CircRNA can affect protein function by translocating proteins between the nucleus and cytoplasm (Fig. 2D). For example, CircFoxo3 is highly expressed in the hearts of aged mice and patients. It can bind multiple proteins such as ID-1, E2F1, HIF1α and FAK and no longer exert its anti-aging and anti-stress effects by promoting the retention of these proteins in the cytoplasm, leading to increased cellular senescence [40]. In contrast, studies have indicated that highly expressed CircAmotl1 in samples from tumor patients assists the oncogenic c-MYC (MYC) transcription factor to translocate to the nucleus, and the elevated amount of c-myc in the nucleus also improves its stability and target binding capacity [41]. Meanwhile, a large amount of CircAmotl1 was found in neonatal heart tissues, and it was demonstrated that CircAmotl1 can bind and promote AKT1 phosphorylation, transport PDK1 and AKT1 into cells, and play a role in inhibiting apoptosis and promoting cardiac repair [42]. Circ-Amotl1 also has the efficacy of promoting wound repair. Circ-Amotl1 binds to STAT3 and transports it into the nucleus to enhance the expression of fibronectin through the regulation of Dnmt3a and miR-17 [43].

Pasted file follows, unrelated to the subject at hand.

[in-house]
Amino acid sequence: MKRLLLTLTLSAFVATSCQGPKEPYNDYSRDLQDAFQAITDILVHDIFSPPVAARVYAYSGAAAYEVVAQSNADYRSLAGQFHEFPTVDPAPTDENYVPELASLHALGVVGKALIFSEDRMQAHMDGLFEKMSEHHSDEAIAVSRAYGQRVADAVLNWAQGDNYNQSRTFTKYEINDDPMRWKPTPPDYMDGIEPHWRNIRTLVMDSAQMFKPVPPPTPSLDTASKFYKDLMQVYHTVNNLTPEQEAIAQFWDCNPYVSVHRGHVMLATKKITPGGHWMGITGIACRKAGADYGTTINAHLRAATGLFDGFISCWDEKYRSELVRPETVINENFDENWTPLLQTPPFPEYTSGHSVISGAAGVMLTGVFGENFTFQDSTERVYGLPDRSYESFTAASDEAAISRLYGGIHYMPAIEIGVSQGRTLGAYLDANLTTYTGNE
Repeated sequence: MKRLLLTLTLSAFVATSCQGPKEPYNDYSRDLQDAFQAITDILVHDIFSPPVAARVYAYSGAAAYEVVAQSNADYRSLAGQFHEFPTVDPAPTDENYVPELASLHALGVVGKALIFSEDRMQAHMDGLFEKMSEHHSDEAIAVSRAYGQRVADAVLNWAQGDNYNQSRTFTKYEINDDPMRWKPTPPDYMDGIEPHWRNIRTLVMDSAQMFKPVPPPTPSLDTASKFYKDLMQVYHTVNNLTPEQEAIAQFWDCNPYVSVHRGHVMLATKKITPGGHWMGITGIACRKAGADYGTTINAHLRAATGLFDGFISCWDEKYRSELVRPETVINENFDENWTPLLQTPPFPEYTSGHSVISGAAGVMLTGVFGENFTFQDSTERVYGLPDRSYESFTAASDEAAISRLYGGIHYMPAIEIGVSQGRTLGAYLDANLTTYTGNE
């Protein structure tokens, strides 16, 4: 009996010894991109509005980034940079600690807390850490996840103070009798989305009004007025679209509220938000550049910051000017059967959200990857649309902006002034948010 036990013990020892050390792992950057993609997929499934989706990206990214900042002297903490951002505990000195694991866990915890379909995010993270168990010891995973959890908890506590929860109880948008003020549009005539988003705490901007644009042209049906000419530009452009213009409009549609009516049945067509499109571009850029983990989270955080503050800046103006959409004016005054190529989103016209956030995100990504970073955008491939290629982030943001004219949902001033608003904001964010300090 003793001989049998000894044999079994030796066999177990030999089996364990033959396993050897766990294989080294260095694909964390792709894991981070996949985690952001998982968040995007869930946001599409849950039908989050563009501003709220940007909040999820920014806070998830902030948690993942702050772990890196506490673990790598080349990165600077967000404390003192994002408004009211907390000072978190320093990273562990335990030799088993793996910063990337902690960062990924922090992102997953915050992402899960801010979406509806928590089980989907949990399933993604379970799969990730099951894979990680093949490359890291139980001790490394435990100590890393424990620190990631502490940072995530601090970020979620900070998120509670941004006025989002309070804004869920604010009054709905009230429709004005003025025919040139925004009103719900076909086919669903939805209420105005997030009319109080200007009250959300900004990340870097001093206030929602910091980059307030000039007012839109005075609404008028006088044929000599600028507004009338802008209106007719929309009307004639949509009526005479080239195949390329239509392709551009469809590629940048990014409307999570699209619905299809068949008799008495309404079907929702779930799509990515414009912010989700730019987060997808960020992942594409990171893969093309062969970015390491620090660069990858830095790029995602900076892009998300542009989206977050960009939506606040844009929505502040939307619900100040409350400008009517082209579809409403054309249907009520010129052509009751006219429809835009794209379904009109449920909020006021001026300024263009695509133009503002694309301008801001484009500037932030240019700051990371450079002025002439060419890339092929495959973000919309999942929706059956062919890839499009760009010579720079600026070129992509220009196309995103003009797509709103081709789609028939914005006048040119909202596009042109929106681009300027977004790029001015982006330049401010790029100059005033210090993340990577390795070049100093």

1.2.4 Facilitating protein-protein interactions

Previous studies have found that circRNAs can function as protein scaffolds to promote protein-protein interactions. Proteins do not exist in isolation but have specific three-dimensional spatial structures. Protein-protein interactions perform functions that are important for regulating cells and their signaling pathway. For example, the E3 ubiquitin ligase MDM2 can induce both p53 and Foxo3 ubiquitination, and the ubiquitinated p53 and Foxo3 will be degraded by the proteasome. CircFoxo3, p53 and MDM2 forms a complex that promotes MDM2-induced p53 ubiquitination, which in turn promotes p53 degradation. Conversely, Foxo3 cannot be ubiquitinated because the formation of a complex composed of Foxo3, MDM2 and circFoxo3. This also results in elevated PUMA expression, leading to apoptosis (Fig. 2E) [44]. This study demonstrates that circRNAs can promote protein-protein interactions. However, the analysis of circRNAs nucleotide sequences is not enough to predict circRNAs-protein interactions. Because circRNA three-dimensional structure may severely affect their protein binding capacity.